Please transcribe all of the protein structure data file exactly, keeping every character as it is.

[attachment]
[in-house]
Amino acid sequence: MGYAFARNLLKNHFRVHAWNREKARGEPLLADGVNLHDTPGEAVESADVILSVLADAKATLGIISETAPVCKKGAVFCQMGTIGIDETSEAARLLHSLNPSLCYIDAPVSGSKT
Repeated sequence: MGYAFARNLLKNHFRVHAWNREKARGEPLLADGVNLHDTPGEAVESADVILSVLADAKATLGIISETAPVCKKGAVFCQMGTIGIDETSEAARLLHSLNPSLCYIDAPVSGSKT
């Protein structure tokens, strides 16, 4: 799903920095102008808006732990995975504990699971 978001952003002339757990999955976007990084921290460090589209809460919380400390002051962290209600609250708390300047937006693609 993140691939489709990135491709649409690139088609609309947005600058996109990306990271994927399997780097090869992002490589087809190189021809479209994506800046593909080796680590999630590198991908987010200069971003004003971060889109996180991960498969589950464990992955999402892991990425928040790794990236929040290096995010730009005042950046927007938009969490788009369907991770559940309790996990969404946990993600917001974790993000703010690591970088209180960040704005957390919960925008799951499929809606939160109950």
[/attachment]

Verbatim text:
[in-house]
Amino acid sequence: MGYAFARNLLKNHFRVHAWNREKARGEPLLADGVNLHDTPGEAVESADVILSVLADAKATLGIISETAPVCKKGAVFCQMGTIGIDETSEAARLLHSLNPSLCYIDAPVSGSKT
Repeated sequence: MGYAFARNLLKNHFRVHAWNREKARGEPLLADGVNLHDTPGEAVESADVILSVLADAKATLGIISETAPVCKKGAVFCQMGTIGIDETSEAARLLHSLNPSLCYIDAPVSGSKT
């Protein structure tokens, strides 16, 4: 799903920095102008808006732990995975504990699971 978001952003002339757990999955976007990084921290460090589209809460919380400390002051962290209600609250708390300047937006693609 993140691939489709990135491709649409690139088609609309947005600058996109990306990271994927399997780097090869992002490589087809190189021809479209994506800046593909080796680590999630590198991908987010200069971003004003971060889109996180991960498969589950464990992955999402892991990425928040790794990236929040290096995010730009005042950046927007938009969490788009369907991770559940309790996990969404946990993600917001974790993000703010690591970088209180960040704005957390919960925008799951499929809606939160109950």